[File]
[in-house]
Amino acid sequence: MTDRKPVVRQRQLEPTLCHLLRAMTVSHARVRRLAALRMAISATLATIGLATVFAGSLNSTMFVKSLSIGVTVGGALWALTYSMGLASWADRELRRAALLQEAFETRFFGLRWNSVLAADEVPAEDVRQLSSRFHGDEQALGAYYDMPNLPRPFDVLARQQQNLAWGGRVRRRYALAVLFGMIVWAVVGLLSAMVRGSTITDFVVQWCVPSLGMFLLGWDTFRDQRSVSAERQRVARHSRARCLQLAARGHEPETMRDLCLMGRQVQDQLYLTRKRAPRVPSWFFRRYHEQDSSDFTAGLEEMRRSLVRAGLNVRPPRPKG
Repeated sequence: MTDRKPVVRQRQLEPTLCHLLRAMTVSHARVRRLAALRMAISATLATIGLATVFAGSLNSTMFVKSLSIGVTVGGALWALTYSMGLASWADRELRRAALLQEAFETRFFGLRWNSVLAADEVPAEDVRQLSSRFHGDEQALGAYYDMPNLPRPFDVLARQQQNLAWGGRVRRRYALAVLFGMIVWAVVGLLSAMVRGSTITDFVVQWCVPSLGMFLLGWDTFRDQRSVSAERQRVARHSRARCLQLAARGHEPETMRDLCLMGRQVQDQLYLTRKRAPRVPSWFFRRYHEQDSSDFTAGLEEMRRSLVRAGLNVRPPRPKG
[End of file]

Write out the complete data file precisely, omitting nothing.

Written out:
[in-house]
Amino acid sequence: MTDRKPVVRQRQLEPTLCHLLRAMTVSHARVRRLAALRMAISATLATIGLATVFAGSLNSTMFVKSLSIGVTVGGALWALTYSMGLASWADRELRRAALLQEAFETRFFGLRWNSVLAADEVPAEDVRQLSSRFHGDEQALGAYYDMPNLPRPFDVLARQQQNLAWGGRVRRRYALAVLFGMIVWAVVGLLSAMVRGSTITDFVVQWCVPSLGMFLLGWDTFRDQRSVSAERQRVARHSRARCLQLAARGHEPETMRDLCLMGRQVQDQLYLTRKRAPRVPSWFFRRYHEQDSSDFTAGLEEMRRSLVRAGLNVRPPRPKG
Repeated sequence: MTDRKPVVRQRQLEPTLCHLLRAMTVSHARVRRLAALRMAISATLATIGLATVFAGSLNSTMFVKSLSIGVTVGGALWALTYSMGLASWADRELRRAALLQEAFETRFFGLRWNSVLAADEVPAEDVRQLSSRFHGDEQALGAYYDMPNLPRPFDVLARQQQNLAWGGRVRRRYALAVLFGMIVWAVVGLLSAMVRGSTITDFVVQWCVPSLGMFLLGWDTFRDQRSVSAERQRVARHSRARCLQLAARGHEPETMRDLCLMGRQVQDQLYLTRKRAPRVPSWFFRRYHEQDSSDFTAGLEEMRRSLVRAGLNVRPPRPKG